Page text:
How to Stop Your Brain from Being Frustrated Every Day
Daily Stretch #19: reduce your dose of daily frustration
Frustration is not something that happens to us. We do it to ourselves.
Idealists believe things will always end on a positive note. Perfectionists expect things to occur in a specific way. Anxious people want things to happen fast. Weak-minded folks wish life was easier.
We all anticipate outcomes, regardless of our personality. And, all we get is disappointment. That’s why many of us have a hard time adapting. We get stuck on wishful thoughts.
As I wrote in my book Stretch for Change, frustration is a powerful weapon that’s rooted in our expectations. It can strengthen our ability to fight adversity or backfire us.
Frustration is the gap between our expectations and reality.
The larger the gap, the more we suffer.
Today’s daily stretch: reduce your dose of daily frustration
“Neurons that fire together, wire together.” — Linda Graham
The purpose of today’s stretch exercise is not to eradicate frustration from your life.
The idea is to remove “stupid frustrations” that are not helping you. Especially those that repeat on a daily basis.
When you get upset about the same things over and over, frustration builds up. Trivial things quickly turn into a life-or-death situation.
“Any experience causes neurons in our brains to fire. Repeated experiences cause neurons to fire repeatedly.” — explains author and clinician Linda Graham — ”Neurons that ‘fire together wire together’, strengthening neural connections.”
The amygdala is the reason why we are afraid of things that are out of our control. This region of the brain, located in the medial temporal lobe, assesses every experience, for safety or danger, and assigns an emotional charge.
What’s triggering frustration in your daily life?
The sink that’s full of dirty dishes although you dined out? Your teenager’s messy room regardless of your many reminders? That someone ate a piece of pie you bought for yourself? Your son who used your car but forgot to fill the tank?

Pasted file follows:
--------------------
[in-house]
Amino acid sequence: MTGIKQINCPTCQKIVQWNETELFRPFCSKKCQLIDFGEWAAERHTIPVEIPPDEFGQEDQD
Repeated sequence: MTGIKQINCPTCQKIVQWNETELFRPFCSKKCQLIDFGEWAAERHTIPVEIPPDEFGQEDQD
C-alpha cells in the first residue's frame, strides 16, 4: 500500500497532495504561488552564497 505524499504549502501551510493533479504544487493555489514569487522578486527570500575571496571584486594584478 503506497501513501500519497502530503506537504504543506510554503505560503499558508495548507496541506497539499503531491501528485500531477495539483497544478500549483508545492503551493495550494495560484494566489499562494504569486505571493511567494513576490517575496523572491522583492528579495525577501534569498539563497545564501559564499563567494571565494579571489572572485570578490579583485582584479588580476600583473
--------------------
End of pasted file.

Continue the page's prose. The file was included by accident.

Whatever is feeding your dose of daily frustration, getting upset won’t change things for the better.
Today’s daily stretch: reduce your dose of daily frustration.
Why daily frustrations hurt you
When you relive “bad” experiences, you are causing more neurons to fire in your brain. The negative emotional charge creates a vicious cycle. You are turning your brain into a frustration addict.
Each time it happens, you jump faster. And it hurts more and more.
A healthy dose of frustration can be good, leading to determination and resilience. But when “stupid frustrations” take over your life, that’s a waste of time. Save your energy for when important things go wrong.
One of the reasons why we get stuck and frustrated is the belief that others want to hurt us. We think they don’t do what we expect on purpose.
If that’s the case, let go. The world doesn’t revolve around you.
Repetitive-compulsive reactions will hinder rather than encourage others to change.
“When we yell at our kids, we impact which brain structures receive the bulk of that pruning. Yelling activates structures in the limbic system that regulate “fight or flight” reactions.” as explained on Mindful Life Today.
Frustration is a contagious emotion.
If a school teacher gets mad at one kid every time he doesn’t turn his homework in time, he’ll become frustrated too. The student will feel discouraged rather than motivated.
Frustration triggers rage. Constant overreacting creates a perceived unsafe space.
How to remove your daily frustration — Exercise
This simple exercise works two-fold:
- It will create awareness. You’ll realize what things bother you and why. But, most importantly, put in perspective how trivial things are hurting you.
- It will help you reframe frustration. To shift from “what you expected” to “accept you can’t control other people’s behavior.”
The exercise requires patience and method.
On a daily basis, capture each thing that makes you explode.
We are looking for a pattern. Focus on the small things. Capture those situations that repeat and/ or those that easily make you lose your temper.
For each situation write down:
- What happened (ie: the sink is full of dirty dishes)
- Your reaction (ie: I cannot believe they did it again. I started shouting to my kids. I felt like I wanted to smash all the plates against the wall.).
- How you felt about you (ie: no one treats me with respect, they know that I will always fix things for them)
Once you’ve done it for a week, select 3–5 things that repeat the most. You will focus on those for now.
Use the document below as a guide. The first part we covered it above.
The second part is meant to help you shift from “expectations” to “acceptance of other’s behaviors”.
Be honest when you describe what you expected. The more detailed the description, the better.
Be open-minded when writing down what you need to accept. This will help you get to the core of what frustrates you.
This doesn’t mean giving up. But to understand your limitations. Learn to be okay when things don’t go your way.
You’ve been wiring your brain to get frustrated when the same scenario repeats over and over.
This exercise will help you rewire your brain and pause, rather than having a fight-or-flight response.
Good luck 😉
Before You Go
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